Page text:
While Serving With Owens On Texas Supreme Court, Bush Counsel Alberto Gonzales Repeatedy Accused Owens Of Judicial Activism. According to Salon, “As the liberal advocacy group People for the American Way has documented, in the span of less than two years then-Justice Gonzales singled out Owen’s dissents 11 times, accusing her of ignoring the legislative intent of laws and instead struggling to manufacture an outcome. […] In several decisions concerning Texas’ Parental Notification Act, the Gonzales-led majority rejected the views of Owen and the other dissenters who regularly tried to make it harder for pregnant girls to obtain what’s known in Texas as a ‘judicial bypass,’ meaning they didn’t have to inform their parents before having an abortion. The majority scolded Owen, insisting that judges ‘cannot ignore the statute or the record,’ or try to create new law. In a harmful-product case, Gonzales wrote that Owen’s dissent (in favor of the manufacturer) would have required the court to act improperly and ‘judicially amend’ the law. In a wrongful-termination case, the Gonzales majority, which found in favor of a fired employee, criticized Owen’s dissent, saying it ‘defies the Legislature’s clear and express limits on our jurisdiction,’ adding, ‘We cannot simply ignore the legislative limits on our jurisdiction.’ When not specifically accusing Owen of judicial activism, Gonzales and other members of the majority were dissing her legal thinking, waving off one dissent as ‘nothing more than inflammatory rhetoric and thus merits no response.’ But it was Gonzales’ now infamous putdown accusing Owen of ‘an unconscionable act of judicial activism’ that has hung like an anchor around the judge’s neck. The reprimand came in yet another parental notification case, a string of which dominated Texas Supreme Court headlines during its 2000 session. Once again, Owen in her dissent felt the girl in the case needed to do more to obtain a judicial bypass, saying she didn’t think the minor had been adequately informed about the alternatives to abortion.” [Salon, 5/3/05]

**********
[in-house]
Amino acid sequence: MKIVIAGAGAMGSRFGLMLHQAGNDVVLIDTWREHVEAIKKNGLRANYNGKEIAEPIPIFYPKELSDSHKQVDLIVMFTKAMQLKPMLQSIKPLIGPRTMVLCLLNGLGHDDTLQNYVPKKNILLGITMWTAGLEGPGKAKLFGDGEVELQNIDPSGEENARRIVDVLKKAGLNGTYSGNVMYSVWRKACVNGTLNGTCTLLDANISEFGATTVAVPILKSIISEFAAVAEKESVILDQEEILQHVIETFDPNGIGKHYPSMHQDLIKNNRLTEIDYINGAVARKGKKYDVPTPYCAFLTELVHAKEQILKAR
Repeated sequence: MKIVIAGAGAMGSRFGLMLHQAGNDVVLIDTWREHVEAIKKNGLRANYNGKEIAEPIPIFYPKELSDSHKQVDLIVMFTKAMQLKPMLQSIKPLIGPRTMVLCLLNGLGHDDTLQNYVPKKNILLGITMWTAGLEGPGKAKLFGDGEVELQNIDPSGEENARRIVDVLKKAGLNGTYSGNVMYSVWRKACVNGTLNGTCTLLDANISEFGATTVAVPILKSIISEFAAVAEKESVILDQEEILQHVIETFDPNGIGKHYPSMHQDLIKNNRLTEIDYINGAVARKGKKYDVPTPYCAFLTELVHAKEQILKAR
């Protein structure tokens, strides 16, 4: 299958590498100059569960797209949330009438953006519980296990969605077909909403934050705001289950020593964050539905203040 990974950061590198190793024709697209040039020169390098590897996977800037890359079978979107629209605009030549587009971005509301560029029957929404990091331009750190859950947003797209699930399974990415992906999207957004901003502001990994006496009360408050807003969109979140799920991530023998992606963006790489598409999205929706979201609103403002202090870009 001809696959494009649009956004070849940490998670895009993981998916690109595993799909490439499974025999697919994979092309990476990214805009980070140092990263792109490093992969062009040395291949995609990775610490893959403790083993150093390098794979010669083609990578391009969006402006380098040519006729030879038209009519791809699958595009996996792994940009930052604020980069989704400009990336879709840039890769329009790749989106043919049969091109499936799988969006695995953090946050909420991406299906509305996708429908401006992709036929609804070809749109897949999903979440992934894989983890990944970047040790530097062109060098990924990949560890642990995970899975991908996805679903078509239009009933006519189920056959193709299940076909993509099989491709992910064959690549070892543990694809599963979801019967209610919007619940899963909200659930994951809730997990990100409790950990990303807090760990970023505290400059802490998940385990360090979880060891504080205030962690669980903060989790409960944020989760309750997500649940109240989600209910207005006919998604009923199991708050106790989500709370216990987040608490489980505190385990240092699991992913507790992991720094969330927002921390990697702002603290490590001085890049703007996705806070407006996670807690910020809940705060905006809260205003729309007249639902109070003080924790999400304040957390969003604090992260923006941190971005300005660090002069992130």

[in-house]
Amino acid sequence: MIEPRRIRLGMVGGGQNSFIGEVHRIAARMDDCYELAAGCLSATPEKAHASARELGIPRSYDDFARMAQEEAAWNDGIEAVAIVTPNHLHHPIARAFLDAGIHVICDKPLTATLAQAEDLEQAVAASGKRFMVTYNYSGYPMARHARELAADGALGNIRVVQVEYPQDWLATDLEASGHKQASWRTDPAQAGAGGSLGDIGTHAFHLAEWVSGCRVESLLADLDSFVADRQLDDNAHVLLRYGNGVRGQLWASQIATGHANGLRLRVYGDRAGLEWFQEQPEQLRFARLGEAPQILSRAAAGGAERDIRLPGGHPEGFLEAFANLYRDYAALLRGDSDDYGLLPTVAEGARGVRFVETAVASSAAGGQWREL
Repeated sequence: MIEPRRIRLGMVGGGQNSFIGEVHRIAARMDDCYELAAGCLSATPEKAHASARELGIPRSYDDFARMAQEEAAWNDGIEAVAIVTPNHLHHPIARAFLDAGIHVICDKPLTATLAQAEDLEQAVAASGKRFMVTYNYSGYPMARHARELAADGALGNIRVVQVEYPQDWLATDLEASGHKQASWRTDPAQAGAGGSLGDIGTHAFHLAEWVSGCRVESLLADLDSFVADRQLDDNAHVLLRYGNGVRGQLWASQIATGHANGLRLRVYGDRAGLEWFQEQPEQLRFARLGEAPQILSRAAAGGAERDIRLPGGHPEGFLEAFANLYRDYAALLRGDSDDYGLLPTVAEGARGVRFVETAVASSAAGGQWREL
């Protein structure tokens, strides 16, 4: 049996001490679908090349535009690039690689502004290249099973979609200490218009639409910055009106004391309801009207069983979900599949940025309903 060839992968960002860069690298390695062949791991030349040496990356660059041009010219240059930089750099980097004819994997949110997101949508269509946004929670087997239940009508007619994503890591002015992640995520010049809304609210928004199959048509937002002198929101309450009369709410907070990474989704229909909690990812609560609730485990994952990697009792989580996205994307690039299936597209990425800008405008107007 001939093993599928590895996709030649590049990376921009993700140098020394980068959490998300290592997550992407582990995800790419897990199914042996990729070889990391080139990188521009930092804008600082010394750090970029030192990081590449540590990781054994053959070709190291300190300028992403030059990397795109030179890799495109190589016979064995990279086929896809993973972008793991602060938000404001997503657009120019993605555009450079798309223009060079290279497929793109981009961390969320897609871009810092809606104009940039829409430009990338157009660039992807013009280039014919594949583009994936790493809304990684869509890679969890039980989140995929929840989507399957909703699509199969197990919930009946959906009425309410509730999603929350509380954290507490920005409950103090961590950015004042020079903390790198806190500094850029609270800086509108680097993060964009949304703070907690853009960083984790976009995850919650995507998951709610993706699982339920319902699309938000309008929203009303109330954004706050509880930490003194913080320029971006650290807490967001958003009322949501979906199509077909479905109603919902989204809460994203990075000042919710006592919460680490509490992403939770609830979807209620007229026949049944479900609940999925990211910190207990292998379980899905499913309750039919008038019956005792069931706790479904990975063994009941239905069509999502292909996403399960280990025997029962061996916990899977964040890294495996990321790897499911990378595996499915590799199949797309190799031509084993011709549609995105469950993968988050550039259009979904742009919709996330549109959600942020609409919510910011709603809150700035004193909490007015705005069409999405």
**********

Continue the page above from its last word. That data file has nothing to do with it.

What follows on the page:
Nearly Half Of Houston Bar Association Members Rated Owen’s Work In Texas “Poor.” According to Salon, “The American Bar Association rated Owen well qualified, but she received much lower marks from members of her local Houston Bar Association. According to its 2003 survey of Texas jurists, the most recent poll available from the association, just 43 percent labeled her work ‘outstanding,’ and 47 percent thought her performance on the bench was ‘poor.’ Hers was the highest ‘poor’ rating of any of the justices on the all-Republican Texas Supreme Court. Interestingly, Owen received her lowest marks in response to the question asking whether she was ‘impartial and open-minded with respect to determining the legal issues.’” [Salon, 5/3/05]